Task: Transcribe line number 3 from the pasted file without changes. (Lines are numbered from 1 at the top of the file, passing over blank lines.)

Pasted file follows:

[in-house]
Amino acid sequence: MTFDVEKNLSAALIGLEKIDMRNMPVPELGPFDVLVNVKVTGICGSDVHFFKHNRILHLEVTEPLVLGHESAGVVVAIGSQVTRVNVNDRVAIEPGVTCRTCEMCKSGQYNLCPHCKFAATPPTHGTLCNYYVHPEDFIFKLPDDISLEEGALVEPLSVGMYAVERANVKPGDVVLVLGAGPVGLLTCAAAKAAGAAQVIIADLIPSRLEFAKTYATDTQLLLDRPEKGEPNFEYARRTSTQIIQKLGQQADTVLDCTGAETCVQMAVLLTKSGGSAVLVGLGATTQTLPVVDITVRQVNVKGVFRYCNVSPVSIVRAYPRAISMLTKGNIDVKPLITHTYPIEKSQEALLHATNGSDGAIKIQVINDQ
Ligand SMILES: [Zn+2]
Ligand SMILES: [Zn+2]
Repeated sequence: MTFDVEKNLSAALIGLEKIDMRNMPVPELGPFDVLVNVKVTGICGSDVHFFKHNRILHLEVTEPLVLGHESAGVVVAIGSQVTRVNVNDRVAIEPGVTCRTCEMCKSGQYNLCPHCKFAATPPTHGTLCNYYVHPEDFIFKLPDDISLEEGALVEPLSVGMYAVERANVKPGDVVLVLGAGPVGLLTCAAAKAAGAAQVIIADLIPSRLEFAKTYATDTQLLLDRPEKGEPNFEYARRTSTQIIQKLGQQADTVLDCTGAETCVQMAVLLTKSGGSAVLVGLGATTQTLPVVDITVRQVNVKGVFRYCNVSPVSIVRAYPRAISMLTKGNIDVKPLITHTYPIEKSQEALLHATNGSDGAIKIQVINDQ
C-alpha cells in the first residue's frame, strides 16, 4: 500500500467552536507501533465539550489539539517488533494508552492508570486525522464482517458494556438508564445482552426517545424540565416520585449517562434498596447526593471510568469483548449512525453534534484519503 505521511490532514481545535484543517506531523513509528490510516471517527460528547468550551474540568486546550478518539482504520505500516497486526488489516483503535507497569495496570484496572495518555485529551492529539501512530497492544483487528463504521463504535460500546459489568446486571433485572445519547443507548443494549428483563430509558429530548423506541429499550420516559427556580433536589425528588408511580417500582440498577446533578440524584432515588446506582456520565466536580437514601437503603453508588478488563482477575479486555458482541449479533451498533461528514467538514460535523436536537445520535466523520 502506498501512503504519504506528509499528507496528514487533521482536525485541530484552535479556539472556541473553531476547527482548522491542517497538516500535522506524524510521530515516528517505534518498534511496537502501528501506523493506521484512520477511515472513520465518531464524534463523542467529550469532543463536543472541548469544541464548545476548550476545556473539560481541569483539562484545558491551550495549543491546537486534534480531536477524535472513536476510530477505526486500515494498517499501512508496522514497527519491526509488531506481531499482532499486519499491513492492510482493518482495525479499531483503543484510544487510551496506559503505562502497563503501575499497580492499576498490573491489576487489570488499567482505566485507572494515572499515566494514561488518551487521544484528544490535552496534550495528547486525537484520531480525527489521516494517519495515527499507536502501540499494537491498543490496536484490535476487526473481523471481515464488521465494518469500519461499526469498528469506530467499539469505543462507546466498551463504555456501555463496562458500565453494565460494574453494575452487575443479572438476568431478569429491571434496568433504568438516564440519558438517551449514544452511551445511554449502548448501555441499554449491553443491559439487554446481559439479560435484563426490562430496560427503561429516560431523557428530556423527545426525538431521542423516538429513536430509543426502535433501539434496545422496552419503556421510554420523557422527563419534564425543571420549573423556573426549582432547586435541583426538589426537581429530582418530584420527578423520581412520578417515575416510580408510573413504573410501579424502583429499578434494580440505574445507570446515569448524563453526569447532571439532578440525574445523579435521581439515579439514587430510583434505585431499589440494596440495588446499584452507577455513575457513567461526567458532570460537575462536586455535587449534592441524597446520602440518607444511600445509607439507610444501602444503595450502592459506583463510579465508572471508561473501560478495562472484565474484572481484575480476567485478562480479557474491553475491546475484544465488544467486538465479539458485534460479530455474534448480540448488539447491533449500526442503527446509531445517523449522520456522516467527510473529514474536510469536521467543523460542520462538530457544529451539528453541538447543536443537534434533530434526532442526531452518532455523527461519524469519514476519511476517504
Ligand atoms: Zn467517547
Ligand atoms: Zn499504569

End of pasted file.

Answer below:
Ligand SMILES: [Zn+2]